Depression With Diabetes

Kristina A
By Kristina A Latest Reply 2014-08-16 09:55:54 -0500
Started 2014-08-15 14:52:49 -0500

I was diagnosed with type 1 diabetes when I was 13 years old. Prier to this I was already depressed due to family issues, these combined have been a constant battle till this day. I am now 16, going to be 17 in January (3 years later) i have a history of not checking my b.s & overall neglecting care for myself. I was just in a program for chronic illness and I learned a lot about diabetes & feel hopeful for controlling my b.s and keeping my a1c down (was 12 but a month and a half in the program It is now 8.7). I just can't shake off the sadness for my illness. I'm the only teenager i know with diabetes & it really bothers me. Does anyone have any suggestions to help have a different outlook on diabetes? How did you cope when you were diagnosed? Thank you xx

3 replies

wraithmb 2014-08-16 09:55:54 -0500 Report

I've personally been a PWD since just before my 11th birthday. It really is tough, and that led to me slacking off on caring for myself for a number of years. I think I can safely say I'm back to looking after myself.

One of my favorite ways to stay positive is calling myself a PWD. I read on here while I was getting back on track (it might have actually been from James now that I think of it) about not liking the word "diabetic" because you are identifying yourself with the disease. The person instead chose to use PWD - person with diabetes. It's a choice I now make as well, and have started correcting other people on as well. We wouldn't dare refer to a cancer patient as a canceric, would we? Lol

Another thing that helps is talking. If you're having a bad day, and you sugars are being a pain in the butt, it's great to vent to someone that knows how it is. I think I can safely speak for most, if not everyone here when I say we are willing to listen whenever you need.

Other things I like to do to sat positive (and healthy) are take my dog for a walk, fix stuff, go fishing with my kids, minecraft (although I may be a bit old for games, but who cares). My family and I even have a camping trip planned in a few weeks! Being a PWD shouldn't keep you from having fun. Plan ahead, be safe and keep your blood test machine and some sugar with you. I like carrying dex tabs with me, just because they are always there. They aren't something that you, or others, aren't very likely to snack on.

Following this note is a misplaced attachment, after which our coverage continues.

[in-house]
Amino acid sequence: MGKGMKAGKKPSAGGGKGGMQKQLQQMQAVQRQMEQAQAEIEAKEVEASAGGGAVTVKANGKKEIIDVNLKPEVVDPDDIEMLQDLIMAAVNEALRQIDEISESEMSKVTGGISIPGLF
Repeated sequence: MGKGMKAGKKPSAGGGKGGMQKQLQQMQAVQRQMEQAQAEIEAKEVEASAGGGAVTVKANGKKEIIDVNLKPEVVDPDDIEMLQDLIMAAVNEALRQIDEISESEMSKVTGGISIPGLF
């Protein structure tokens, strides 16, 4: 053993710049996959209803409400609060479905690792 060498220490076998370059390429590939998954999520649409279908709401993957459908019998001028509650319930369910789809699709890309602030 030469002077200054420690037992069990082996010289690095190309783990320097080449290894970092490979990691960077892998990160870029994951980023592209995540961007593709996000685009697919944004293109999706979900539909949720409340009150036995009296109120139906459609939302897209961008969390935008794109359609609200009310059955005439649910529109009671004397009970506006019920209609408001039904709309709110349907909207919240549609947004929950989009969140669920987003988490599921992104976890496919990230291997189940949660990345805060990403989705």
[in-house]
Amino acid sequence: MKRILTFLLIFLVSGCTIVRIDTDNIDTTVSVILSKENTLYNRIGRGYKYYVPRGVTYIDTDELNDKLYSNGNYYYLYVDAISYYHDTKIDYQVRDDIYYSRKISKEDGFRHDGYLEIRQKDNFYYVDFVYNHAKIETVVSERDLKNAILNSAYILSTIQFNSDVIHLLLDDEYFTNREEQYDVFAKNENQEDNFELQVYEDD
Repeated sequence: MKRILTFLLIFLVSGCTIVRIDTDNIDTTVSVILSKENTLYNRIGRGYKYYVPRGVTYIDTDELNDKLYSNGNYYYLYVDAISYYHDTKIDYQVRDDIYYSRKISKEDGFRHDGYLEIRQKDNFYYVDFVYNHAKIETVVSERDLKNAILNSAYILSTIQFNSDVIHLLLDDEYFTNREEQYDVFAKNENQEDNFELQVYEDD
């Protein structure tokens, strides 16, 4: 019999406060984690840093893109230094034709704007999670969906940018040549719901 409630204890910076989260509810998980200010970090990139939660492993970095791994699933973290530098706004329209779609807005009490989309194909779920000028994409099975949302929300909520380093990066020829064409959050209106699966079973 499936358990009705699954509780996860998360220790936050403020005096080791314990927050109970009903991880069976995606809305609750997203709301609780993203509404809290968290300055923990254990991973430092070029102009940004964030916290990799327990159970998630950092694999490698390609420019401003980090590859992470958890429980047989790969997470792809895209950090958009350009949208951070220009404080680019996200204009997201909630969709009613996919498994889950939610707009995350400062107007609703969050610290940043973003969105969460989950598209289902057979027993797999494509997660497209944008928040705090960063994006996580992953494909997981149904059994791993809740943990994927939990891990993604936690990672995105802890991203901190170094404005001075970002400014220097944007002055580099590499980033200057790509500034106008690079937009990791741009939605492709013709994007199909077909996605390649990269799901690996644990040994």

Now if you're finding that it doesn't matter what you do, you just can't seem to cheer up, that could be something to talk to your doctor about. I would suggest doing it sooner rather than later too. Depression and chronic illness go hand-in-hand, and quite often even the toughest of us need a bit of a hand with it. Whether it's from a counsellor or a pill, there is NO shame in having some help. Anyone that's ever taken Meds for an. "Emotional imbalance" will tell you that the rumors most definately are not true. I have a friend who was recently put on antidepressants, and for a guy that was thinking of… The S word… He's a pretty happy and normal guy now,3 months later. It's great for me and the rest of his friends too. We've got or friend back after years of feeling like he's lost.

GabbyPA 2014-08-16 05:36:04 -0500 Report

Being a teen is hard enough and having to be that responsible makes it harder. But there are great advantages to learning that responsibility at a young age. Responsibility doesn't have to equate not being able to do what you want, it allows you the freedom to do what you want. Choosing what you want may be the trick.

What are your favorite things to do? As a teen, I know hanging out with my friends, going roller skating every Friday night and camping with my family were the things I enjoyed the most. I was not diabetic, but being diabetic should not stop anyone from doing what makes you happy.

Pick a few things that make you really happy and maybe focus on doing those? Perhaps you quit doing something because you were afraid or self conscious or just didn't know what to expect? Make a plan, keep in mind some safety, then go and have fun. Do something that makes you laugh and smile.

jayabee52 2014-08-15 20:32:27 -0500 Report

Howdy Kristina
Welcome to DC!
There are a lot of young people with diabetes here, so make friends with whoever you find which fits that description. Almost to a person, the young T1s express the same thought as you

i want you to realize that you are NOT alone in this disease, and that you can live a long and healthy life. As an example I cite one of our DC members who has had T1 some 60+ yrs and only now at his late stage in life is developing some minor Diabetes related complications. You can look him up and friend, and get to know him here ~
Praying this has been helpful

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